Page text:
Science fiction author reflects on career, pandemic’s impact on fiction

For about a year, Drew Williams was doing what many authors do following a book launch: going on tour, doing book signings, living in hotel rooms and meeting fans of his work.

Then, as he put it, someone flipped the light switch.

The COVID-19 pandemic changed everything. The third and final book in his science fiction space opera “The Universe After” trilogy, titled, “The Firmament of Flame,” was released in February 2020.

A month later, Williams, who grew up working at The Little Professor bookstore in Homewood and now lives in Hoover, went from book tours to “lots of sitting at home being terrified the world was going to come apart in ways we still don’t understand.”

Williams is the author of three novels, each set in a fictional universe. The first, “The Stars Now Unclaimed,” was released in August 2018, and the two sequels were published in 2019 and 2020, respectively.

Being so prolific in such a short amount of time was made easier by the work leading up to the first novel, Williams said. There were about three years of “run-up” work for the second and third novels before the first book hit shelves, he said.

Writing a second novel is “interesting,” Williams said. “It’s a lot like your favorite TV show.”

With key characters established in the first novel, the later novels can dive into why they do what they do, going deeper into the universe. Williams said he was pleased with how the trilogy turned out and said the responses and reviews to his novels by him were great.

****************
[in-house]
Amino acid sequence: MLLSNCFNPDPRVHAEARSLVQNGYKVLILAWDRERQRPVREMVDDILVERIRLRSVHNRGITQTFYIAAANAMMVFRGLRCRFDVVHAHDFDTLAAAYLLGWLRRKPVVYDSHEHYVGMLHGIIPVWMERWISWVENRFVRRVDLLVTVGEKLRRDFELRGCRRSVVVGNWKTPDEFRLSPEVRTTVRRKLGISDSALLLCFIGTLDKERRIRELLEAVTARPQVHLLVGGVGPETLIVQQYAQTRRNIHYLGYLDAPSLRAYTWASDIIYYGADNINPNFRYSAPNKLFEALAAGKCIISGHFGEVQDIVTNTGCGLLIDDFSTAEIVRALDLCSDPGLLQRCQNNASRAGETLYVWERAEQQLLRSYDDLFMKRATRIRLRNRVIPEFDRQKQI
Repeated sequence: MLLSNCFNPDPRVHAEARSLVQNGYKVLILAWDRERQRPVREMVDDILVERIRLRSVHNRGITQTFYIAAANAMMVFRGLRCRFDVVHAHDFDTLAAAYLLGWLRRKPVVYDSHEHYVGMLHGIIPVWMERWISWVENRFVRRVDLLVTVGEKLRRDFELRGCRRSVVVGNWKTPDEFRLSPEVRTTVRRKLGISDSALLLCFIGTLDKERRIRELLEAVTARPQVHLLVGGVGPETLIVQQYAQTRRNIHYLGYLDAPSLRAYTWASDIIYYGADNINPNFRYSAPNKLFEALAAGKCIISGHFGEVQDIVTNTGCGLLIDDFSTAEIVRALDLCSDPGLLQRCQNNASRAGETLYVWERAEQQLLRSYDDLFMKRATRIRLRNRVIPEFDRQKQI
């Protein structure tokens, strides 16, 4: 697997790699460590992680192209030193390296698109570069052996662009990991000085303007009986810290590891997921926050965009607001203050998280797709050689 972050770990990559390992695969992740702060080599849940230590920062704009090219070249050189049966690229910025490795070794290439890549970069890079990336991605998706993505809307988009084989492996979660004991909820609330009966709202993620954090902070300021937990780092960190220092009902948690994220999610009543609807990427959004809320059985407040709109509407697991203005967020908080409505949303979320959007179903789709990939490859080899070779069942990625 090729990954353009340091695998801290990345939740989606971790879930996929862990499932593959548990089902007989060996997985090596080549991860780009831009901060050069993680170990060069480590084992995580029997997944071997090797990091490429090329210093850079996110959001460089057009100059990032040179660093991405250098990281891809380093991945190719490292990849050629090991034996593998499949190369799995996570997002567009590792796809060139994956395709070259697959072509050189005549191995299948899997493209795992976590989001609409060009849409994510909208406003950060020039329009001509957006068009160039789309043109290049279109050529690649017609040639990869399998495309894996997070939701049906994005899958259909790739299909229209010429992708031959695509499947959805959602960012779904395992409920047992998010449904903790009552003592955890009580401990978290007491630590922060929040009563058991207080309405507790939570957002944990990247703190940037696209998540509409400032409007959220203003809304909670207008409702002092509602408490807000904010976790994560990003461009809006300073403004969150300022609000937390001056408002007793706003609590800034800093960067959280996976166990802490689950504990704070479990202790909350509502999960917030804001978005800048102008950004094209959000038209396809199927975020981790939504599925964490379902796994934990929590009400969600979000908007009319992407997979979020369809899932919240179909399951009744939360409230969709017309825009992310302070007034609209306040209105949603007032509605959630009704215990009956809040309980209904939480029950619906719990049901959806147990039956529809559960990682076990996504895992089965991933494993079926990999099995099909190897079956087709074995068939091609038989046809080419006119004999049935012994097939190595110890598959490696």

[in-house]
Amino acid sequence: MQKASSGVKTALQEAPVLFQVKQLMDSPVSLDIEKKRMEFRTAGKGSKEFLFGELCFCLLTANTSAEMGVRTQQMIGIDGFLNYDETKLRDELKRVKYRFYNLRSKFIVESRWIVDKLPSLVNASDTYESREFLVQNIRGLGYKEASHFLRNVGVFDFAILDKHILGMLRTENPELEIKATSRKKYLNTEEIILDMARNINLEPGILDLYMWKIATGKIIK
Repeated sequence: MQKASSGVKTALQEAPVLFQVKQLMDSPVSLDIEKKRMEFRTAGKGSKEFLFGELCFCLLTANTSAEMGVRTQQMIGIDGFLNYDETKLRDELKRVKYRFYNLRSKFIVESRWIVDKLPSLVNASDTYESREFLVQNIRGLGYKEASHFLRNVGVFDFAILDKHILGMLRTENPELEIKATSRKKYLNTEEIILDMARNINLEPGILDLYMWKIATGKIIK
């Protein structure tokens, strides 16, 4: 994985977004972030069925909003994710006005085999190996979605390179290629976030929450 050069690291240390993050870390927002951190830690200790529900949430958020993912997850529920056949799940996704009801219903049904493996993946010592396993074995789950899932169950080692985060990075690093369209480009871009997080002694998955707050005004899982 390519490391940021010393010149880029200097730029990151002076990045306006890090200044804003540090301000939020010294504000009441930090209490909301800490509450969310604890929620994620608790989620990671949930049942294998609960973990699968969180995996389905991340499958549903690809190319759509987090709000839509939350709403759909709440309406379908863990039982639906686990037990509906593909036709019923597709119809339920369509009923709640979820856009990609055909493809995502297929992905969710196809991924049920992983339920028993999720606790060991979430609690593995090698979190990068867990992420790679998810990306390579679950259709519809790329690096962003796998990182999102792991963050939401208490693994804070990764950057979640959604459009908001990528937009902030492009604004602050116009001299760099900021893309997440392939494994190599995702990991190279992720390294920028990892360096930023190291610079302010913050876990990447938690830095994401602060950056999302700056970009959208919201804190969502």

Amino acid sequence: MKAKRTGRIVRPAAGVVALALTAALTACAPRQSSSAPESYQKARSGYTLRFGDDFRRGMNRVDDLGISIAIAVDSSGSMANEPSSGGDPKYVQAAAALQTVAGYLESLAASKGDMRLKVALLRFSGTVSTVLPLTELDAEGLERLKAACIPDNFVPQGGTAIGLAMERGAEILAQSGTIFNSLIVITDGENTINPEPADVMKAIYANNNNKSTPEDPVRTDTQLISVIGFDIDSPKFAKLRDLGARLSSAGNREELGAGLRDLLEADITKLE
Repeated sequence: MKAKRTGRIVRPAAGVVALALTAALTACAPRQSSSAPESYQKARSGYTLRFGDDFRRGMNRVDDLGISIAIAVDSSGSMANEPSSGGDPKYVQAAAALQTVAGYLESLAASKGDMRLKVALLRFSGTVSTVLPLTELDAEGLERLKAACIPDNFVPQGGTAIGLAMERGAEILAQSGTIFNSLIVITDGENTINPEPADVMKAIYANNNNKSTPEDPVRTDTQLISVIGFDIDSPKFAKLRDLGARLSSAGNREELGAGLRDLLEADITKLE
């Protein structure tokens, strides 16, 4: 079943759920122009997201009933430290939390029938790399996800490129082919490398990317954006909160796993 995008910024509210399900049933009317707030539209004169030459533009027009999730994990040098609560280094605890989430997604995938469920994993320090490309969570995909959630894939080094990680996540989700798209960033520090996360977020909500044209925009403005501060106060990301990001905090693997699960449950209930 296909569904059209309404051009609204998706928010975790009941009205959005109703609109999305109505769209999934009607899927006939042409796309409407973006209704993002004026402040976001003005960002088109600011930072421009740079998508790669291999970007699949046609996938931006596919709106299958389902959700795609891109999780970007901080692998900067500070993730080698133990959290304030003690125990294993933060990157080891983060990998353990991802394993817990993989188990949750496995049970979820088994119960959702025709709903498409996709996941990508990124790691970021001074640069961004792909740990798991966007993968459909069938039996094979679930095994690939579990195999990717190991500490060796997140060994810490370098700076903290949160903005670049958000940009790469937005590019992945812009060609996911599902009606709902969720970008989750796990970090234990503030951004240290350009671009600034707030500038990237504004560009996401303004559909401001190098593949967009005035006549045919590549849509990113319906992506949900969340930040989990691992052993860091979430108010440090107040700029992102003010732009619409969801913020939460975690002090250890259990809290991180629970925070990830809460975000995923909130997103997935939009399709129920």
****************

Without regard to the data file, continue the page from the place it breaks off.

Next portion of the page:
“It’s just absurdly gratifying being told that this thing you created is good,” Williams said. “That never gets old.”

Williams previously described the plot of the first novel as “space opera meets post-apocalyptic world.”

The plot centers around the main character, Jane Kamali, and her mission to save children given special powers by a catastrophe that caused some worlds to lose their technology, throwing the galactic order into chaos. Kamali sets off to save the children and reverse the disaster while being chased by villains.

Following that book, the second novel changes perspective, with a younger character from the first book taking the lead role. The third novel is split between the two character’s perspectives, Williams said.

Williams is still working on various projects, he said.

“It’s an impulse, I guess you’d say,” Williams said. “I’m constantly telling stories in my head.”

The act of writing is a “question of harnessing that,” he said.

Going on book tours and hosting signings was different for Williams, who admitted he is not inherently outgoing or gregarious.

“You have to build up your capacity to talk,” he said.

During the pandemic, Williams spent time writing and said dealing with the stressors of living in such an uneasy time impacted his writing. He said literature will have a key part to play in moving forward from the pandemic.

“I think it will be absolutely fascinating to see how the pandemic is viewed through the prism of fiction,” Williams said. “We’re all going to process it in ways that aren’t necessarily literal.”

For example, Williams said if an author feels powerless, as many felt during the pandemic, they are more likely to write a character who also feels that way. The emotions felt during the pandemic are brought to the forefront in an author’s work, he said.

Being picked up by Tor Books, one of the biggest names in science fiction, was a “big surprise,” Williams said. He was also able to find an agent very quickly, which helped.

Experiencing success as an author has been “as fantastic as you’d imagine it would be,” Williams said. “Everyone’s been lovely.”


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